More than 70% of wireless traffic happens within buildings, so doing everything possible to leverage a position of advantage over the competition in a large building venue is a good way to influence the local market share by creating a preferred customer-base. This strategy can be deployed by a lead WSP in these ways:
In addition, business issues, such as contract negotiations, require much more legal time due to the anti-trust liabilities involved. This fact results in project, licensing, and leasing agreement delays, which incur costs that can discourage participation.
On some occasions the WSP that may seem like the obvious choice to lead the DAS deployment today becomes a less good choice as time evolves. Considering the dynamics of the WSP community over the last 10 years, the likelihood that today’s lead carrier will morph into something different in the next 10 years is pretty high. In the WSP community nothing is permanent except change; and that change occurs with increasing rapidity as time progresses.
If you are a university, you have fans, faculty, students, and service providers that are concurrently using three generations of technology. Some lead carrier service providers are reluctant to provide 2G voice services, as their sunset is likely to occur inside the terms of the 10+ year lease agreements. Others may be anxious to deploy technology advancements and will insist that all participants pay for an upgrade from which they won’t be able to benefit for several years. Still others might be reluctant to upgrade the system in the case where it only benefits a competitor. These circumstances are generating frustrations and legal maneuverings in venues nationwide as second tier stakeholders seek assistance to resolve their differences with the lead carrier.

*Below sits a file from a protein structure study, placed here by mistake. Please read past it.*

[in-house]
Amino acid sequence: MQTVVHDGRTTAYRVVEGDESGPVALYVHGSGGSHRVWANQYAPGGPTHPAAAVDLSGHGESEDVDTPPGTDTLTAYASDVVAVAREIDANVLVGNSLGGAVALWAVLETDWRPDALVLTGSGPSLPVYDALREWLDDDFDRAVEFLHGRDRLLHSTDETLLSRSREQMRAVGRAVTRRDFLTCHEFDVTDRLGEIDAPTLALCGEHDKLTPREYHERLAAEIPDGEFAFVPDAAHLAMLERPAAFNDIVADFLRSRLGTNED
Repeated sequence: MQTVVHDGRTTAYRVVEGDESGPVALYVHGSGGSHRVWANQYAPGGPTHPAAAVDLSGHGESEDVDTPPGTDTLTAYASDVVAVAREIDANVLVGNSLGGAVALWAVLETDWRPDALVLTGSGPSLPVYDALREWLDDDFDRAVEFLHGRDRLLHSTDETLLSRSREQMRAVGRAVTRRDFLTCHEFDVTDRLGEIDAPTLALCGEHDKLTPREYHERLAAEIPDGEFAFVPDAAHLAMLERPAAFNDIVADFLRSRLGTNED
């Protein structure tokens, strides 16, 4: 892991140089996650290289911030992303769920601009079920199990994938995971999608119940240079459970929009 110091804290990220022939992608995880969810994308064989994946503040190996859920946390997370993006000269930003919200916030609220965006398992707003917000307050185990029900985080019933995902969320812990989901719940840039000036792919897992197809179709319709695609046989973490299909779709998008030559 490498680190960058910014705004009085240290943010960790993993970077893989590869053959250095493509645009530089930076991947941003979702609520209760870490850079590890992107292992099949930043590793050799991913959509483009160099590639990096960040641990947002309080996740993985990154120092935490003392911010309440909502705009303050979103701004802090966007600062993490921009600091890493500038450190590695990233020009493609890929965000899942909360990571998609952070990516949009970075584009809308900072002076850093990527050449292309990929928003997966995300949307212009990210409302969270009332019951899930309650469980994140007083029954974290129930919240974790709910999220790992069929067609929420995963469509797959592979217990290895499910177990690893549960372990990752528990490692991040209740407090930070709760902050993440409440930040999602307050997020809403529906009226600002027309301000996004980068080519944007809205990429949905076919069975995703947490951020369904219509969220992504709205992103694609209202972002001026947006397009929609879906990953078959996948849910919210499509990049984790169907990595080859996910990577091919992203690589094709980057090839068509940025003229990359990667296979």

Most of these venues were enterprises where only a single carrier solution was required, which is clearly a preferred investment opportunity. Successful DAS projects where multiple service providers participate cooperatively over generations of technology evolution require several circumstances to be present at project inception:
“Venues requiring multi-carrier or host neutral solutions should be reluctant to expect that an organization specializing in the delivery of one technology can well assume the responsibility for a technology other than their own. As the differences among deployment tactics for various waveforms are substantial, trusting the needs of the many to an organization not familiar with those needs is a recipe for friction and disappointment.”
Steel in the Air has the cross-technology expertise and liaison experience to assure that the DAS systems deployed across the speedway community will create and maintain an optimum fan experience. When our resources engage, the venue is assured of a modular, expandable, evolutionary solution that will support the fans through whatever changes in the business and technology climate may occur. Wireless Service Providers are good at competing with one another for subscriber business; we are good at creating technical and business conditions conducive to a shared-resource paradigm with high levels of efficacy for all, while isolating the property or venue owner from the inter-stakeholder bickering derived from an uneven playing field.